7 Remote pair programming best practices Q&A - Part 1

4 minute read

Remote pair programming brings surprising benefits to a team! Daunting at first, it is quite manageable with the good practices. Here are the first 2 of 7!

Drawing of a pair of programmer doing remote pair programming from different regions: mountain and beach. One of the main benefits of remote pair programming is allowing people to work from wherever they like.

A few years ago, Ahmad and I worked together in a distributed team. Ahmad and Mohammad were working from Beirut while the rest of the team was in Paris. As you might know, this setting is a recipe for a split brain team. Practicing almost full time pair programming was the thing that kept the team spirit.

For the better and the worse, remote work is here to stay. Remote pair programming offers other advantages on top of improved team spirit. It enables people to work from wherever they fancy. Finally the introvert in me found it more sustainable than in person pairing.

A few weeks ago, Ahmad wrote a guest post about pair programming best practices. Let’s build on this to address remote pair programming.

💡 Remote or not, pair programming remains pair programming!

Most pair programming best practices also apply to remote pairing. This is not enough though, remote pair programming has its own challenges. Here are questions we often get from teams envisioning remote pair programming.

Lag is preventing us from remote controlling the screen, what can we do?

We were working between Paris and Beirut, where local connection was not always very fast. Slow typing, letters appearing in different orders, shortcuts that don’t work, different keyboard layouts… We know the problem!

To stick to local code editing, we would send the code over when we switched between driver and navigator. As a result, we would not switch as often as when doing local pair programming. Though not ideal, this was the best workaround we found.

Pomodoro technique

Cheatsheet for the Pomodoro technique. The Pomodoro technique works great to switch the control between buddies while doing remote pair programming
By Tom Woodward, on Flickr, under CC BY-SA 2.0 license

To make sure we shared the keyboard between parties, we used the Pomodoro technique. Every 25 minutes, we would take a 5 minutes break, and send the code over.

If code was in a good enough state, then committing was our preferred way to pass over the code. Otherwise, we would send a patch or pull from each other’s local git repo. It might be possible to script this and make the switch a breeze.

An extra second order benefit of this technique is that it pushed us to do small commits, which is already by itself a good thing.

Screen sharing

Photo of Ahmad and myself while remote pair programming. Screen sharing and dual screen was key in making this work

Seeing your buddy’s screen is important to understand what’s going on. Dual screen was key to make this work: one screen for the work, one screen for your buddy’s face.

Some screen shares, like Slack and Microsoft Teams have multi cursors. This is a killer feature to highlight code. At first, we very often found ourselves pointing to a line on the screen with our finger. This is one of the most frustrating thing to do when remote pair programming. Before multi cursors, we would end up saying things like “at line 64…”. This was a pain for everyone.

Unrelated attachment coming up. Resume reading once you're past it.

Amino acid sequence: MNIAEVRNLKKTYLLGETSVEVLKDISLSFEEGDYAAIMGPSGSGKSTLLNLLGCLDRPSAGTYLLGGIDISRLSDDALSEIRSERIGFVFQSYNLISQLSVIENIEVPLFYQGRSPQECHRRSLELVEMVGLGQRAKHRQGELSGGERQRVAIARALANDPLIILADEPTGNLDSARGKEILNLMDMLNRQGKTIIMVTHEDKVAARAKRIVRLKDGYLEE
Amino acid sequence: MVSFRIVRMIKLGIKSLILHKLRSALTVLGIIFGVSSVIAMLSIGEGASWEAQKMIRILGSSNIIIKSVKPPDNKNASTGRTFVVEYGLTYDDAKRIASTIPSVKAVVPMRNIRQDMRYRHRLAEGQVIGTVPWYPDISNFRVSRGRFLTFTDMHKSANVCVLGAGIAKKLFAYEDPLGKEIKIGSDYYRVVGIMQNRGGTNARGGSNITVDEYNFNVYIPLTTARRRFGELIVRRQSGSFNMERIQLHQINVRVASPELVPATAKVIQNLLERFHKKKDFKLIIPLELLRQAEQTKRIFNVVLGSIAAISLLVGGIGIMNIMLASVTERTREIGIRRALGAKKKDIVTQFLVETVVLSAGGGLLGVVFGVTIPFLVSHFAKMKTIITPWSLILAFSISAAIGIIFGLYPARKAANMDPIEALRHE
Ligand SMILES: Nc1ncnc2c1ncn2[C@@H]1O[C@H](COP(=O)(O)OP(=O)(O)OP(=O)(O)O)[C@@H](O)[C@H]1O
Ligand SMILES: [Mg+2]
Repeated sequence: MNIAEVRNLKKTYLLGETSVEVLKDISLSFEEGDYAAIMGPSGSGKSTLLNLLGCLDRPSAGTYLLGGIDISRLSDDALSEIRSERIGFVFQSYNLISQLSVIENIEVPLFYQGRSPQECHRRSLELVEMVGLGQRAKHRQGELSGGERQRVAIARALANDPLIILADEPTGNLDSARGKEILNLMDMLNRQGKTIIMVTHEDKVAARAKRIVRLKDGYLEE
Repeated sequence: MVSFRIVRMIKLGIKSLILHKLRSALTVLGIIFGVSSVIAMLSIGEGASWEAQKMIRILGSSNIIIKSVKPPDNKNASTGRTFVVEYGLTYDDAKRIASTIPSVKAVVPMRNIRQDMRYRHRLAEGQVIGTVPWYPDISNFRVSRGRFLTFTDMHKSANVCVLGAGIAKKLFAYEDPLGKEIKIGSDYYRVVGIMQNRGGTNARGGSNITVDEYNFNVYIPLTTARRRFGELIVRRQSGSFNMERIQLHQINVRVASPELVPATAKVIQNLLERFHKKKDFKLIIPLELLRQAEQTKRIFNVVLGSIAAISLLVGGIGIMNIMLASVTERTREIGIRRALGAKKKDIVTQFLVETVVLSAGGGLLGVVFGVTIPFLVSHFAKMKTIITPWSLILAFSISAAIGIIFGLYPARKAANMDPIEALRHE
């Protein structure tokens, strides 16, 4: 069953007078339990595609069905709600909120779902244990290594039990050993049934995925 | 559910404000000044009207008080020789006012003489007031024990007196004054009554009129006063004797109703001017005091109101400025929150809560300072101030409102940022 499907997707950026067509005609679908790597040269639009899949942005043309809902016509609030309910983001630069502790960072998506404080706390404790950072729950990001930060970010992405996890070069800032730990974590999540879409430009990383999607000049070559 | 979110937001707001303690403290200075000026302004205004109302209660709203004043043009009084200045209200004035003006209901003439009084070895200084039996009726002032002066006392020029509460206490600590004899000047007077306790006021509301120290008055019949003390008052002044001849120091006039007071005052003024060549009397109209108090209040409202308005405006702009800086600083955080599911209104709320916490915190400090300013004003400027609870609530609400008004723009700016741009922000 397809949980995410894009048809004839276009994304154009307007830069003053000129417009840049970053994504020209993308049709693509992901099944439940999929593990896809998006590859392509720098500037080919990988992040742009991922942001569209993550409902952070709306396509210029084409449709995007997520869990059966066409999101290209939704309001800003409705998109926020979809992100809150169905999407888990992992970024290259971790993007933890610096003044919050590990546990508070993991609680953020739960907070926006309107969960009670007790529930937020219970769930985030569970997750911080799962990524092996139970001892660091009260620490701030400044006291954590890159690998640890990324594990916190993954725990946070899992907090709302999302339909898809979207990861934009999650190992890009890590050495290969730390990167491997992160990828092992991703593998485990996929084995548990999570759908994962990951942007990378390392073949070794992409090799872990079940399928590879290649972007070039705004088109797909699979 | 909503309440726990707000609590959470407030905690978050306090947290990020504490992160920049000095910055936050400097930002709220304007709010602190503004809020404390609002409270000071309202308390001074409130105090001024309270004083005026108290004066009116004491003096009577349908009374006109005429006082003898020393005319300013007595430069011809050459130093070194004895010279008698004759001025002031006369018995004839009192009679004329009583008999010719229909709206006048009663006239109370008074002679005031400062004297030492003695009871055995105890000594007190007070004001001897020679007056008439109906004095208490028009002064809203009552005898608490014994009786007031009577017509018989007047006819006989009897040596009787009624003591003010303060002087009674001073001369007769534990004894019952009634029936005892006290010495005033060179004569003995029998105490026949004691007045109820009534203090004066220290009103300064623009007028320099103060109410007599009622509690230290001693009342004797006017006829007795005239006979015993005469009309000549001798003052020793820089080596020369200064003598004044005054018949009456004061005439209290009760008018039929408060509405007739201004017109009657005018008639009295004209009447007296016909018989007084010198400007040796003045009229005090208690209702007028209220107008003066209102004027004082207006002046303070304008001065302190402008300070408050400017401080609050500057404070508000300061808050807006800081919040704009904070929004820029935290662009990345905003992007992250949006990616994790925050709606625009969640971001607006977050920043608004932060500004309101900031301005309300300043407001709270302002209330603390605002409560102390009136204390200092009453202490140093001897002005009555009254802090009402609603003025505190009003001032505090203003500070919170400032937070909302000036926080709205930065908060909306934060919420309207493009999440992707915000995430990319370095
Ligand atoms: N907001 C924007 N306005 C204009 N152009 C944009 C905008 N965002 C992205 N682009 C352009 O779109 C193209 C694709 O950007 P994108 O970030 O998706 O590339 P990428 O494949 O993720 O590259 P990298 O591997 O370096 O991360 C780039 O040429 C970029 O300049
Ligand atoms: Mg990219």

Other tools

Some tools promise an improved pair programming experience: Floobits, Saros for Eclipse, Live Share for Visual Studio or the new ones like Use Together. They let you concurrently edit code, which fixes the lag problem.

Unfortunately for us, we did not manage to get any of those to work:

  • Saros was not a big enough reason for us to leave Intellij for Eclipse
  • We could not use Floobits for company policy reasons
  • As Java programmers, Visual Studio was not an option
  • Use Together did not exist at the time

That said, these tools only synchronize editor windows of the IDEs. They don’t save you from sharing your screen, to see the test execution for example.

Other, like Ham Vocke, have reported success with TMux. If your team is not using an IDE, it’s a great way to work collaboratively on the same terminal.

NB: I’ve since then written a more detailed post going over the tools for remote pair programming. If you want more, it’s here: Best open source tools for remote pair programming

Pairing is tiring, what about remote pairing?

Photo of a tired cat. Remote pair programming can be exhausting, you'll have to put special practices in place to accommodate with this and stick to a sustainable pace

When I first started intense pairing, I felt a wreck at the end of the week. When we switched to remote pairing… it got worse! The extra effort to accommodate for video and headphone adds up to the mental load.

If done without care, it can ruin the team out. It’s important to stick to a sustainable pace with pairing too.

Here are my advices:

  • Invest in the best material you can. A comfortable headphone will make a tremendous difference at the end of the day.
  • Accept that you cannot be productive for 8 hours of pairing a day. 6 hours of local pairing is plenty, 5 of remote is as well.
  • Don’t be afraid to take breaks as often as needed.
  • It’s important to leave some time out for solo work to let introverts re-charge batteries. A time difference will actually help you. Why not use these early morning or late afternoon hours for deliberate practice? In the long run, it should make the whole team more productive (see Nobody ever gets credits for fixing problems that never happened)

💡 When remote pair programming, use time difference at your advantage to deliberate practice.

To be continued

This was the first part of a mini series about Remote pair programming best practices. In the next post, we’ll go over 5 more tips.

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